DM01 performed a similar comparison on a sample of local clusters observed with BeppoSAX, showing that the observed Fe abundance profile in the Perseus cluster was much broader than the predicted one. This result was later confirmed by several authors working on nearby clusters observed with the XMM-Newton satellite (e.g. Churazov et al. 2003; Rebusco et al. 2005; David & Nulsen 2008). Under our assumption that the iron in the excess was formed by the stars in the BCG, this difference indicated that the Fe produced in the BCG spread out several tens of kpc from the place of origin.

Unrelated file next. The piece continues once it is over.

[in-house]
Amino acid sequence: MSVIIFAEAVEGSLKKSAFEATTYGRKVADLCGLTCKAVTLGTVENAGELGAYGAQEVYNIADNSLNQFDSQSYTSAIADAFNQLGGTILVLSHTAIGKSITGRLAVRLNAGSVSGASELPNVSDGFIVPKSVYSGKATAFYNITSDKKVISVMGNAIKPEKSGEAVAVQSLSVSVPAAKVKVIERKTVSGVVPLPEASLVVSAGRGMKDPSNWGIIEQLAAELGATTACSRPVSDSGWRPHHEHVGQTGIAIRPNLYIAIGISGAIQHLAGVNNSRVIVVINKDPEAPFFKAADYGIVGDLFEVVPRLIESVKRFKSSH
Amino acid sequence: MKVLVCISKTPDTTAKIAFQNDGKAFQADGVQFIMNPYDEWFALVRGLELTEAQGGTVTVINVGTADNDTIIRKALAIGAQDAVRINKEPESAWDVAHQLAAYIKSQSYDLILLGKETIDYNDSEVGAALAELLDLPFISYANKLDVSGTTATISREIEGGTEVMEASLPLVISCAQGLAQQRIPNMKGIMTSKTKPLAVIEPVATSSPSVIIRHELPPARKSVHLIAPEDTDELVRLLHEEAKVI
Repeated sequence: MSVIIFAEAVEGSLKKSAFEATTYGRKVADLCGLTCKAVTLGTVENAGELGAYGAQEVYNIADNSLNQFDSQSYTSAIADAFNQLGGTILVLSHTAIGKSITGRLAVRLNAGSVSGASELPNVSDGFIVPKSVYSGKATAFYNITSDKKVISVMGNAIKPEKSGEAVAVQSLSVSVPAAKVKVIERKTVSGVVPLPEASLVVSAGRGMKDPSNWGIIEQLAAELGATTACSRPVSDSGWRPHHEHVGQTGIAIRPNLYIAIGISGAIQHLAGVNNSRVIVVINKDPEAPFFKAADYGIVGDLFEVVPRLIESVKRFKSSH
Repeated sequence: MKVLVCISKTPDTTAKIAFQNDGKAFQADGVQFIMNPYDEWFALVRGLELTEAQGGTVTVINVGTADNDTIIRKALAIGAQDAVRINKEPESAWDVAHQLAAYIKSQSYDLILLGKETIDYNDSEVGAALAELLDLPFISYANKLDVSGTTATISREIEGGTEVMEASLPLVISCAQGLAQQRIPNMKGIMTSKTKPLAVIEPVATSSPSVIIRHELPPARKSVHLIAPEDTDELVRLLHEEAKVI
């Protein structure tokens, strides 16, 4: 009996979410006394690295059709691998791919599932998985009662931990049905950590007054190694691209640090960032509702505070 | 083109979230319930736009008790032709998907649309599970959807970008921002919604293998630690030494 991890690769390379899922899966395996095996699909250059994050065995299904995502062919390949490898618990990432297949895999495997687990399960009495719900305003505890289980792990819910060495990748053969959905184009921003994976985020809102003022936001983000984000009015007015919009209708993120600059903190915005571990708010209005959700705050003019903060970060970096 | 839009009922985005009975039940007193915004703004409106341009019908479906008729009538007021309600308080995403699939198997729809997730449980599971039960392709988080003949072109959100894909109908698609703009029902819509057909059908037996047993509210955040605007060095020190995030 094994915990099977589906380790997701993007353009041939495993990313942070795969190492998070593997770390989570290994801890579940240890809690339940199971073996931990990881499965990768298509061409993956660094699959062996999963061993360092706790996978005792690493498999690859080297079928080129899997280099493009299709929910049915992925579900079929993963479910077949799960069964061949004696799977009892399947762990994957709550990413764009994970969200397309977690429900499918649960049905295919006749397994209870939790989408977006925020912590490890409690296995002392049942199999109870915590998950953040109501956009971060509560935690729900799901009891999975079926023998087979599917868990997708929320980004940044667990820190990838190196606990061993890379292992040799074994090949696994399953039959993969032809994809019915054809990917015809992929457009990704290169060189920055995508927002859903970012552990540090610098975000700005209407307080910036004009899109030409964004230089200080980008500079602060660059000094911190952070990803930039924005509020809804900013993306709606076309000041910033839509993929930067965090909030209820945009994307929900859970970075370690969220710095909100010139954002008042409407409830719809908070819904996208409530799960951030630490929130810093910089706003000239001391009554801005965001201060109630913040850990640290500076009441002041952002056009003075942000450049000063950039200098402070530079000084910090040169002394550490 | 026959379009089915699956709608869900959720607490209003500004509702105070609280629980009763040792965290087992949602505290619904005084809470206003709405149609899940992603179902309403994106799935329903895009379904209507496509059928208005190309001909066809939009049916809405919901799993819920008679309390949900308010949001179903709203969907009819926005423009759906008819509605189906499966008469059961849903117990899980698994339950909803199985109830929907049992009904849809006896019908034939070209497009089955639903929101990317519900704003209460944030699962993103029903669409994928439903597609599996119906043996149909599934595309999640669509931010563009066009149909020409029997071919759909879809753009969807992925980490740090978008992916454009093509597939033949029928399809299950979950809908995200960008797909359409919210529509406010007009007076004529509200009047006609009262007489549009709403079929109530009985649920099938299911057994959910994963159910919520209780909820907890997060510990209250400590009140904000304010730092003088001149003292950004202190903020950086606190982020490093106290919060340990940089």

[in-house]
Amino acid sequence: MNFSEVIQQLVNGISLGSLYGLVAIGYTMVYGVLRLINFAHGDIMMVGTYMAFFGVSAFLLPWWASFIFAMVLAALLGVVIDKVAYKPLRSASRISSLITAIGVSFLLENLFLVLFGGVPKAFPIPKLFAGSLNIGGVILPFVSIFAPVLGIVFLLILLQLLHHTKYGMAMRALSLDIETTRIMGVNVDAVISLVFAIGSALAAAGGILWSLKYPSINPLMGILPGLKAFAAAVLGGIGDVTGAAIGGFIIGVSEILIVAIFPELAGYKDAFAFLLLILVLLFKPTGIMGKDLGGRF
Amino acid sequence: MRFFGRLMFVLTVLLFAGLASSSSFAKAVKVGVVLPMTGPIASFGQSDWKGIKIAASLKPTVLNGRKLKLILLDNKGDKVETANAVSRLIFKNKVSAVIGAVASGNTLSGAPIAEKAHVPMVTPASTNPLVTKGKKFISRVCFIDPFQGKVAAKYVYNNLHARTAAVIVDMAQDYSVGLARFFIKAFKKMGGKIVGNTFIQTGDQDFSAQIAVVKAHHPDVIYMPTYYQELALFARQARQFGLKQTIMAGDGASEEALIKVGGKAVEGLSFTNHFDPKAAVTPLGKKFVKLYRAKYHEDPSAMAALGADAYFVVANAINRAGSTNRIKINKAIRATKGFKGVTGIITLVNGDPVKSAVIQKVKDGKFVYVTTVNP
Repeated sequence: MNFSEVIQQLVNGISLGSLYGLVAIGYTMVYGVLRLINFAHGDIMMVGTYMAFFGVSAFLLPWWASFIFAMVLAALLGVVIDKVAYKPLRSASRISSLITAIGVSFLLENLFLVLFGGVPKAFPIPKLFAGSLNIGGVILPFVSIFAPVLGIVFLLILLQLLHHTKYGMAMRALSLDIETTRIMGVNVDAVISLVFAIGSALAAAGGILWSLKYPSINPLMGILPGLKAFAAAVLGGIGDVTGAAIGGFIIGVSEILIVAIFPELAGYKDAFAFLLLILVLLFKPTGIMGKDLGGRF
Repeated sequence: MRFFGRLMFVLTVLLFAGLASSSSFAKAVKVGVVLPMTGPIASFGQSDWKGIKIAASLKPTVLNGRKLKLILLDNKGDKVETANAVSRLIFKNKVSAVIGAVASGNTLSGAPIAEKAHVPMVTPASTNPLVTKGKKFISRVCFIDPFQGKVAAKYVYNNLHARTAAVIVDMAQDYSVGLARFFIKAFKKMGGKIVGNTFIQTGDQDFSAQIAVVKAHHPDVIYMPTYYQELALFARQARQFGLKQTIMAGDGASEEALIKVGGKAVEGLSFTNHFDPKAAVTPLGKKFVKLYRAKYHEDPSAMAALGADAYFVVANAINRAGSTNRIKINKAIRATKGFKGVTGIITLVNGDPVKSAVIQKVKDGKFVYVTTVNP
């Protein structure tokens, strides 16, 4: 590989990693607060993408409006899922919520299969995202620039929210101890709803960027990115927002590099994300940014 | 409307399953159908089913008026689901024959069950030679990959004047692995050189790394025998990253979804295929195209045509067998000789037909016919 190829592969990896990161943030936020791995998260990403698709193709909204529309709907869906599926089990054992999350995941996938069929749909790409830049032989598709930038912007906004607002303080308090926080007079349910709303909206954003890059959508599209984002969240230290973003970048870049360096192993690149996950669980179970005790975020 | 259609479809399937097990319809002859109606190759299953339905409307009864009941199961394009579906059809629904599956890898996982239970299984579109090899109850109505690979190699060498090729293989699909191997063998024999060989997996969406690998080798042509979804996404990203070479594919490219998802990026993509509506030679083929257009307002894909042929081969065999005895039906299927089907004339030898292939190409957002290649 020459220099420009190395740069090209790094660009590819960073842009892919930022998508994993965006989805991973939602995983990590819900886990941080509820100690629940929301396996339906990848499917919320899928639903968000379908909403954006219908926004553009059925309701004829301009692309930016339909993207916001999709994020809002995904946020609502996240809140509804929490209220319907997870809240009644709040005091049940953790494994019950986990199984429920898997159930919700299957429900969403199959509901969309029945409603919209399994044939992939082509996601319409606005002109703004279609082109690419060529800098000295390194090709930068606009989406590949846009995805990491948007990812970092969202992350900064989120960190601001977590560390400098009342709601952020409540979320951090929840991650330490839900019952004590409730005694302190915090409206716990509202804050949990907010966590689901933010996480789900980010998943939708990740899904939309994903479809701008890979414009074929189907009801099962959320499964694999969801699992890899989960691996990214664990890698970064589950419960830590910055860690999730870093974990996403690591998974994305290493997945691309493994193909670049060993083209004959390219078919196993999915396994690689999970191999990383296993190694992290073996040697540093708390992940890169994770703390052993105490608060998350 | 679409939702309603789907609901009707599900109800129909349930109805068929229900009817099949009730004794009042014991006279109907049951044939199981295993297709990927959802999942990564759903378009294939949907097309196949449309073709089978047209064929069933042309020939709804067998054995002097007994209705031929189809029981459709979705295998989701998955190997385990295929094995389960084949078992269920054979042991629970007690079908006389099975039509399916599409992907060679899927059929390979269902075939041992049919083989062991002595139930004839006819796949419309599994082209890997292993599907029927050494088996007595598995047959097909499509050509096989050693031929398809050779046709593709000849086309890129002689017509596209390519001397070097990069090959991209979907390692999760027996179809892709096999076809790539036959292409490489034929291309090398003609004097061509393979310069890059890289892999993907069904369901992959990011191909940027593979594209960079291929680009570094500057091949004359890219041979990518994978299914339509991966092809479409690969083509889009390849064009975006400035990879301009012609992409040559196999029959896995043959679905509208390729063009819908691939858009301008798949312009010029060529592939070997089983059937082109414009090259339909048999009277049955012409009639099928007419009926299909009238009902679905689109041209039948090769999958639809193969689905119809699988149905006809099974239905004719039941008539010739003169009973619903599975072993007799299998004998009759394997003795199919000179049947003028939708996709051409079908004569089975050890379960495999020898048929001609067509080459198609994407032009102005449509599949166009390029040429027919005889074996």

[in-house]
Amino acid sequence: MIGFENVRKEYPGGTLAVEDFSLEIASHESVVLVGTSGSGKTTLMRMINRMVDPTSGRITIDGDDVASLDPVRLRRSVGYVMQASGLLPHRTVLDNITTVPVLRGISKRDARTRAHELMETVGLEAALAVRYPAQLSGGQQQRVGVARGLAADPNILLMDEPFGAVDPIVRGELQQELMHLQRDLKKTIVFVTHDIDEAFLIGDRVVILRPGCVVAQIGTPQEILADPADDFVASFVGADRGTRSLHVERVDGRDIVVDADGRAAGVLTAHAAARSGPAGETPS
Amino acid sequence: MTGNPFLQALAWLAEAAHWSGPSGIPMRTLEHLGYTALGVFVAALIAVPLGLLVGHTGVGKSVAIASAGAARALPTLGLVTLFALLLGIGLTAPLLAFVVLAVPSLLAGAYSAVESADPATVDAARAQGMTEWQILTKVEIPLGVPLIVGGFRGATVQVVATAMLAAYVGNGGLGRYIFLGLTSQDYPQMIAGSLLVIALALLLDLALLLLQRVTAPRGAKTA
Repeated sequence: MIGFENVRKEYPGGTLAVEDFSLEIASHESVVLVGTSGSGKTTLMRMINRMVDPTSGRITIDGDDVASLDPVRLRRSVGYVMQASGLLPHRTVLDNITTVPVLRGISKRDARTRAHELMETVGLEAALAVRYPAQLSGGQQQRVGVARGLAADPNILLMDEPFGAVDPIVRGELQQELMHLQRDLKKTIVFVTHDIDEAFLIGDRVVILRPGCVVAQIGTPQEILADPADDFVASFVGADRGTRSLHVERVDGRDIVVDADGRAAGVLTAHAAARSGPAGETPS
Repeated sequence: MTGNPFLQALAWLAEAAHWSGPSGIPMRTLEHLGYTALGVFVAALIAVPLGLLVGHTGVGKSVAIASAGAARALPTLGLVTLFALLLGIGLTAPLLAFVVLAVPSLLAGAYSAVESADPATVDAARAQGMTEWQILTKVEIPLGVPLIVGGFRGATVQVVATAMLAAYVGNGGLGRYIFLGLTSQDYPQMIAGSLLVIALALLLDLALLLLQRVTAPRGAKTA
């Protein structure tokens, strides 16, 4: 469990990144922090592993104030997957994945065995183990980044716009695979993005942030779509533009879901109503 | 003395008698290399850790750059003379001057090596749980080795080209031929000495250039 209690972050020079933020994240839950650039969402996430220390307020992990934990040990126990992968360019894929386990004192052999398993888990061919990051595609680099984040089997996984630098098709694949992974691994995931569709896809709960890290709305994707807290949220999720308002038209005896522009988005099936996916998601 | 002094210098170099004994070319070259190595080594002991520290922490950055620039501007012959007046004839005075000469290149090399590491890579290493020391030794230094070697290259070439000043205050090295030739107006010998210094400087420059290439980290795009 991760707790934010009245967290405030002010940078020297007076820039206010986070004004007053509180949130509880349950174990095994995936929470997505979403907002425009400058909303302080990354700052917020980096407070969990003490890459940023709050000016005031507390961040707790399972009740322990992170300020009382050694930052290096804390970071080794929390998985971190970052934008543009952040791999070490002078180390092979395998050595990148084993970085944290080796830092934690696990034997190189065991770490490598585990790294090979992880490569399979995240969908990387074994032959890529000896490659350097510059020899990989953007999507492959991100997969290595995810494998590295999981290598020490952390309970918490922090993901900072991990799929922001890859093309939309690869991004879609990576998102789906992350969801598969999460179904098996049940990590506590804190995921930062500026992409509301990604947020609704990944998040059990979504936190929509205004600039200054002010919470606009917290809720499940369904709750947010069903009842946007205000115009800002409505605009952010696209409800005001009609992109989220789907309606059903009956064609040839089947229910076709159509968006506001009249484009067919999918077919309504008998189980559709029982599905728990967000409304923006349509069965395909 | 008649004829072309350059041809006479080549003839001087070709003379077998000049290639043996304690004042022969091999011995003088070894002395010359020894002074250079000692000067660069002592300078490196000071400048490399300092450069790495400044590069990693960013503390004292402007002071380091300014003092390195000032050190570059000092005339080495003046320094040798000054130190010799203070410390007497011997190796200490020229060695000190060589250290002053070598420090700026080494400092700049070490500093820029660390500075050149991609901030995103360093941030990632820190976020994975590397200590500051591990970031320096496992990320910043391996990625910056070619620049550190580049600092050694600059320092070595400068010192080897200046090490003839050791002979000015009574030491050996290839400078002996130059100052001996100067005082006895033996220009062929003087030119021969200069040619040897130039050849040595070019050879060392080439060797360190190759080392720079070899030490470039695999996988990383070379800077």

We redid this exercise for the local cool-core clusters listed in Table 2 and for WARPJ1415 at z = 1. The results are plotted in Fig. 3 for the local clusters and in Fig. 4 for WARPJ1415: in each panel the data points are the observed Fe abundance excess, whereas the continuous lines are the expected Fe abundance excess profiles. The profiles are arbitrarily normalized to the innermost bin because in this context, we are only interested in the comparison between the shapes of the profiles. From Fig. 3 it is clear that for all the local clusters, the observed profiles are substantially broader than the expected ones.